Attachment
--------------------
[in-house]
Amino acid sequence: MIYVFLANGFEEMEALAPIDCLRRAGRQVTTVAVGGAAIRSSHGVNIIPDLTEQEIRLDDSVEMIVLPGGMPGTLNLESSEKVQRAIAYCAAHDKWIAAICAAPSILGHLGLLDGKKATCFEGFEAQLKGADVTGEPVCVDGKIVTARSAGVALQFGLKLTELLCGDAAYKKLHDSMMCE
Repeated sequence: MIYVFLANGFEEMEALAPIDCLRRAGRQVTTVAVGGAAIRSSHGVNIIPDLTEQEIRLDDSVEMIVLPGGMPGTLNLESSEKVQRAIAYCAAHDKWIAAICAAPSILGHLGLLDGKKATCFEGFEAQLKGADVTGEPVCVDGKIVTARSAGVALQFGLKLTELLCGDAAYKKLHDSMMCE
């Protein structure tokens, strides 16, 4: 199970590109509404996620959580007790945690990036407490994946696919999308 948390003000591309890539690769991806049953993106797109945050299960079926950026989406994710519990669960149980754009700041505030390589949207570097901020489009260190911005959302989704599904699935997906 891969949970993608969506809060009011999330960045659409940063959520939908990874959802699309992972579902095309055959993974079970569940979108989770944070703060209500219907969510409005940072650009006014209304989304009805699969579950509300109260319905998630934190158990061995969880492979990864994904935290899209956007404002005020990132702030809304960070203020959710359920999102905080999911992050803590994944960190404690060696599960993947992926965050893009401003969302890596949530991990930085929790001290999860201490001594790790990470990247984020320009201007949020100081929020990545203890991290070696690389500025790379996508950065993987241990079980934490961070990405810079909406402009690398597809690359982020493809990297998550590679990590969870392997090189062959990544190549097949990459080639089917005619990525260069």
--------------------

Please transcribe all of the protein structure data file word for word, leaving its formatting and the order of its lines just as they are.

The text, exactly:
[in-house]
Amino acid sequence: MIYVFLANGFEEMEALAPIDCLRRAGRQVTTVAVGGAAIRSSHGVNIIPDLTEQEIRLDDSVEMIVLPGGMPGTLNLESSEKVQRAIAYCAAHDKWIAAICAAPSILGHLGLLDGKKATCFEGFEAQLKGADVTGEPVCVDGKIVTARSAGVALQFGLKLTELLCGDAAYKKLHDSMMCE
Repeated sequence: MIYVFLANGFEEMEALAPIDCLRRAGRQVTTVAVGGAAIRSSHGVNIIPDLTEQEIRLDDSVEMIVLPGGMPGTLNLESSEKVQRAIAYCAAHDKWIAAICAAPSILGHLGLLDGKKATCFEGFEAQLKGADVTGEPVCVDGKIVTARSAGVALQFGLKLTELLCGDAAYKKLHDSMMCE
């Protein structure tokens, strides 16, 4: 199970590109509404996620959580007790945690990036407490994946696919999308 948390003000591309890539690769991806049953993106797109945050299960079926950026989406994710519990669960149980754009700041505030390589949207570097901020489009260190911005959302989704599904699935997906 891969949970993608969506809060009011999330960045659409940063959520939908990874959802699309992972579902095309055959993974079970569940979108989770944070703060209500219907969510409005940072650009006014209304989304009805699969579950509300109260319905998630934190158990061995969880492979990864994904935290899209956007404002005020990132702030809304960070203020959710359920999102905080999911992050803590994944960190404690060696599960993947992926965050893009401003969302890596949530991990930085929790001290999860201490001594790790990470990247984020320009201007949020100081929020990545203890991290070696690389500025790379996508950065993987241990079980934490961070990405810079909406402009690398597809690359982020493809990297998550590679990590969870392997090189062959990544190549097949990459080639089917005619990525260069």